Sunday, December 23, 2007

The logic of the Barack Obama candidacy in 2008

There is an interesting article in the December issue of The Atlantic Monthly by Andrew Sullivan entitled "Goodbye to All That" which makes the case for why Barack Obama is the right person to lead this country at this time. As Andrew tells us:

The logic behind the candidacy of Barack Obama is not, in the end, about Barack Obama. It has little to do with his policy proposals, which are very close to his Democratic rivals' and which, with a few exceptions, exist firmly within the conventions of our politics. It has little to do with Obama's considerable skills as a conciliator, legislator, or even thinker. It has even less to do with his ideological pedigree or legal background or rhetorical skills.

... the fundamental point of his candidacy is that it is happening now. In politics, timing matters. And the most persuasive case for Obama has less to do with him than with the moment he is meeting. The moment has been a long time coming, and it is the result of a confluence of events, from one traumatizing war in Southeast Asia to another in the most fractious country in the Middle East. The legacy is a cultural climate that stultifies our politics and corrupts our discourse.

... Obama's candidacy in this sense is a potentially transformational one. Unlike any of the other candidates, he could take America—finally—past the debilitating, self-perpetuating family quarrel of the Baby Boom generation that has long engulfed all of us. So much has happened in America in the past seven years, let alone the past 40, that we can be forgiven for focusing on the present and the immediate future. But it is only when you take several large steps back into the long past that the full logic of an Obama presidency stares directly—and uncomfortably—at you.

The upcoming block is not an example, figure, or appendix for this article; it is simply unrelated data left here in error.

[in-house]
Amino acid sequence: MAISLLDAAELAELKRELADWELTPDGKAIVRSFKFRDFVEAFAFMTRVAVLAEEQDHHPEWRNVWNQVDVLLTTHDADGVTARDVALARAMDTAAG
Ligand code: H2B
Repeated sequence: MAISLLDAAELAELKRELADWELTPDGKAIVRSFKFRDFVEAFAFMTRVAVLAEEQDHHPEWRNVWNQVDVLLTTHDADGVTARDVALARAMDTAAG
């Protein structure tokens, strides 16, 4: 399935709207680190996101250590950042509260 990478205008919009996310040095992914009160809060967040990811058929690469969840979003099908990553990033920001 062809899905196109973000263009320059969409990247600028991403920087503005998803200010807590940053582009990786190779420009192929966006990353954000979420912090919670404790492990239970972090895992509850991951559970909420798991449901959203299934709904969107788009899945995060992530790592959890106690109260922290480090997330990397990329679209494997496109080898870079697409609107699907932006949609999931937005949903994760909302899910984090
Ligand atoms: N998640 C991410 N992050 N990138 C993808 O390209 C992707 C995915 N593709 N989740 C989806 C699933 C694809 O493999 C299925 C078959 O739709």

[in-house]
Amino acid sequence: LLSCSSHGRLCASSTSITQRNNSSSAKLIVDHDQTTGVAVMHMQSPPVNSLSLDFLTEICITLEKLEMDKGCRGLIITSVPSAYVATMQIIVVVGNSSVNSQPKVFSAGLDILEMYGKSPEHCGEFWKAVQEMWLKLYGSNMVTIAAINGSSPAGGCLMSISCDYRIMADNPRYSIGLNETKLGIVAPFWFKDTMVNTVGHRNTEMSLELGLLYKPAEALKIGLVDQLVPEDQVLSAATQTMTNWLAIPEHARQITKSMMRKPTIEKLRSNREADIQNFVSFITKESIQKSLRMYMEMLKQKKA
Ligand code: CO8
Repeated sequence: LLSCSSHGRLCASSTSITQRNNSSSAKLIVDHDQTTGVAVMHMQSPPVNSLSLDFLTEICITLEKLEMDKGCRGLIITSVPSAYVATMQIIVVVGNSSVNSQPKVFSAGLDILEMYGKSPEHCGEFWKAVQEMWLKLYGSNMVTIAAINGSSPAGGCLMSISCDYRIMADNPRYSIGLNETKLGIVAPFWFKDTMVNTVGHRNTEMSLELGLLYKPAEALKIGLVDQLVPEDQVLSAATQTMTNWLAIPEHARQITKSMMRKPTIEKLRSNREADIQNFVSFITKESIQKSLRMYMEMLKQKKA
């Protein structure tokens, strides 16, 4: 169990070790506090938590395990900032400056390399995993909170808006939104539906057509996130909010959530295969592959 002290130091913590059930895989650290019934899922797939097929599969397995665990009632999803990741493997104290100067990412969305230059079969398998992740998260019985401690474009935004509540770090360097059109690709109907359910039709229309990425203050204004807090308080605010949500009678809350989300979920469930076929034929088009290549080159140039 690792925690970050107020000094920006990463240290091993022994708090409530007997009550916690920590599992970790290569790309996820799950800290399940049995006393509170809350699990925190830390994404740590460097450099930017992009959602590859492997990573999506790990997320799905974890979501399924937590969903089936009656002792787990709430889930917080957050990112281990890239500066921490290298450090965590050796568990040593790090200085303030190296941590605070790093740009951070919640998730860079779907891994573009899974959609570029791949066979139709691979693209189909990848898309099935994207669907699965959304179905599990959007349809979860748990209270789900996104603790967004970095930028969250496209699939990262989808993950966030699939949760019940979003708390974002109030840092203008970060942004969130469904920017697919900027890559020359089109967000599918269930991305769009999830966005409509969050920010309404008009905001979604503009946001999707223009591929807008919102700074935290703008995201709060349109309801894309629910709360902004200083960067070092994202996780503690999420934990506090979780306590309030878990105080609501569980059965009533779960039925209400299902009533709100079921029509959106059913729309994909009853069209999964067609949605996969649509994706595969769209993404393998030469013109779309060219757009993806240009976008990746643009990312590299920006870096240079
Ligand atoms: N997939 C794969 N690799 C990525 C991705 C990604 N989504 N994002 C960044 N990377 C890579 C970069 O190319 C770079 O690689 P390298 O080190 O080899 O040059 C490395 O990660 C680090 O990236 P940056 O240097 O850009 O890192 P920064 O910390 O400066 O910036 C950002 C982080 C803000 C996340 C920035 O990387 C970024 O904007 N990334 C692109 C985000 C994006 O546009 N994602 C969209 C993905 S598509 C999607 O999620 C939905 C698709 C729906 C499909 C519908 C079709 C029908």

... the Obama candidacy is about ending a war—not so much the war in Iraq, which now has a mo­mentum that will propel the occupation into the next decade—but the war within America that has prevailed since Vietnam and that shows dangerous signs of intensifying, a nonviolent civil war that has crippled America at the very time the world needs it most. It is a war about war—and about culture and about religion and about race. And in that war, Obama—and Obama alone—offers the possibility of a truce.

Andrew makes a lot of good and interesting and even valid points, but taken as a whole, I end up standing back and saying, yes, okay, but so what?

Yes, Andrew has a reasoned case, a "logic" if you will, but honestly, if he finds it necessary to offer such a long-winded and elaborate "case" for Barack, what chance is there that average voters, who tend not to read The Atlantic Monthly, will grok the full depth of such "logic."

Who knows, maybe Andrew is simply making a last ditch attempt to sway independents and centrists such as myself.

In truth, I half-buy a lot of Andrew's arguments, but then I also find a lot of them to be fairly weak, lame, half-baked, and even irrelevant. I think he sells Hillary and her "generation" short and does Barack a net disservice by not making fair and realistic and deep comparisons. I am sure that Barack is able to stand up straight on his own two feet without the need for an "intellectual" in a lofty, elitist magazine to try to prop him up.

Ultimately, it matters not one iota who is "better" from some rarefied intellectual perspective, but is up to voters to decide who they feel is the person they want to be their leader.

Nevertheless, it was an interesting article and I do recommend it to any "thinking person" who really wants to cover all angles of the struggle for national leadership.

-- Jack Krupansky


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